Ener1, Parent of Obama-Backed Green Company, Files for Bankruptcy

PHOTO: Ener1 Inc. CEO Charles Gassenheimer takes Vice President Joe Biden on a tour of the plant in Greenfield, Ind., Jan. 26, 2011.

The parent company of an electric car battery maker that received more than $100 million in government funding from the Obama administration has filed for bankruptcy protection, the company announced Thursday.

Alex Sorokin, the CEO for lithium-ion battery manufacturer Ener1, said the company suffered when demand for the batteries dropped as fewer Americans than expected opted for electric cars.

"This was a difficult, but necessary, decision for our company," Sorokin said in a statement on its website. "We moved aggressively to reduce costs and shift focus when the marketplace did not evolve as quickly as anticipated. Our business plan was impacted when demand for lithium-ion batteries slowed due to lower-than-expected adoption for electric passenger vehicles."

EnerDel, a subsidiary of Ener1 dedicated to making batteries for electric cars, was awarded a $118 million grant from the Energy Department in 2009 as part of President Obama's economic stimulus package and green energy push. Ener1 said that the bankruptcy filing and newly announced company restructuring would allow its subsidiaries, including EnerDel, to "continue normal operation."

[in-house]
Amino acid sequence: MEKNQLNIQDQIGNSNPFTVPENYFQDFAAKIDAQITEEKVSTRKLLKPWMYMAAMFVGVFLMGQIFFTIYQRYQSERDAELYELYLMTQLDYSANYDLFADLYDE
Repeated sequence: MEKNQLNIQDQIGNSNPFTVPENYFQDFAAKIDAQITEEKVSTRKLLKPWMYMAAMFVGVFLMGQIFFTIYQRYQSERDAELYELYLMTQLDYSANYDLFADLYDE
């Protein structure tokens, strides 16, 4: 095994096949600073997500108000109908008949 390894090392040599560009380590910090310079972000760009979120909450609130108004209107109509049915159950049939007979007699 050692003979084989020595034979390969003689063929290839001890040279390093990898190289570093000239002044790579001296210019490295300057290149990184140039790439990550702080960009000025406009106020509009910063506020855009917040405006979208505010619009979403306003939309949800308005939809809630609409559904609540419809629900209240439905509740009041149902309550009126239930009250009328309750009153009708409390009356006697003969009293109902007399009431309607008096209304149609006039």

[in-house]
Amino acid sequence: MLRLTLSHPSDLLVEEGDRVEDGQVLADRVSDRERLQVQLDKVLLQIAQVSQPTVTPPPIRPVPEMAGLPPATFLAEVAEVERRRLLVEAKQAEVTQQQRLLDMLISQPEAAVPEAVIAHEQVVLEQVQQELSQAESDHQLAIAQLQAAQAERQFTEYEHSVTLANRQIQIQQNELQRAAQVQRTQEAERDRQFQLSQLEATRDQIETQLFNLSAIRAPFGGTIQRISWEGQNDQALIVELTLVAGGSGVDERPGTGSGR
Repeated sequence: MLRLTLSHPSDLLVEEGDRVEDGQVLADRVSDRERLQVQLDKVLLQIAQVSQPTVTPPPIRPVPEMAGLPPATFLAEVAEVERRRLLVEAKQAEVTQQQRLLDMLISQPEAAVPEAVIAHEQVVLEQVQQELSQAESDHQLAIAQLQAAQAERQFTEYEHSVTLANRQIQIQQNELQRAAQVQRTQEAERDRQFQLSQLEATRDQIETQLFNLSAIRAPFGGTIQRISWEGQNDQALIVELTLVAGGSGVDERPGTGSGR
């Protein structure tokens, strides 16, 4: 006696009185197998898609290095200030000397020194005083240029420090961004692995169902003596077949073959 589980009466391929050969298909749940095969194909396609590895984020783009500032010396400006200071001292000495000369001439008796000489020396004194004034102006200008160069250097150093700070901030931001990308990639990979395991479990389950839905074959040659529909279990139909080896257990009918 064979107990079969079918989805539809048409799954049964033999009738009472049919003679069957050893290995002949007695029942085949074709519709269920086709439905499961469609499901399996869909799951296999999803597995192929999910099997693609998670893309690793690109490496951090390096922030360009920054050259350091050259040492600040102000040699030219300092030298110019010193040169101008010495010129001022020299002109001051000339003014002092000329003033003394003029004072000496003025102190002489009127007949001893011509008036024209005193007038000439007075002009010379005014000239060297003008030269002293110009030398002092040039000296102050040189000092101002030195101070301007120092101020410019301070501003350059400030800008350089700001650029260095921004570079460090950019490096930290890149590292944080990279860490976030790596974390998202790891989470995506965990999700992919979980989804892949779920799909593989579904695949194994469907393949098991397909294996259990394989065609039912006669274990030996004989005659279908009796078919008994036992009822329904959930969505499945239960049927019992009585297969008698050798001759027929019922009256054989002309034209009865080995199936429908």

The filing came exactly a year after Vice President Joe Biden visited an Ener1 manufacturing plant in Indiana where he proclaimed the company was the "start" to reshaping the way Americans drive and "the way Americans power their lives."

"A year and a half ago, this administration made a judgment. We decided it's not sufficient to create new jobs -- we have to create whole new industries," Biden told the plant workers then. "We're back in the game."

Ener1's financial collapse prompted a comparison to the doomed solar energy company Solyndra from Rep. Cliff Sterns, R.-Fla., who has been one of President Obama's most vocal critics concerning the green energy loan guarantee initiative. Solynda received more than half a billion dollars in taxpayer money as a loan guarantee from the Energy Department in 2009, two years before it collapsed in August 2011.

Full Coverage: Solyndra

Like Biden at Ener1, President Obama toured a Solyndra plant in California in May 2010 where he touted its potential.

"As with his comments touting Solyndra, Biden's remarks on Ener1 show how wrong the Obama Administration has been with these loan guarantees and grants," Sterns said on his website. "Instead of producing thousands of 'clean energy' jobs, the Administration's loan guarantee and grant programs are yielding another bankruptcy and the squandering of taxpayer dollars."

Solyndra is now the target of a federal criminal investigation aimed at determining whether the company was awarded the massive loan thanks to undue political influence, despite what critics said were visible signs the company was already in financial trouble.

A spokesperson for the Energy Department did not immediately return requests for comment on this report.

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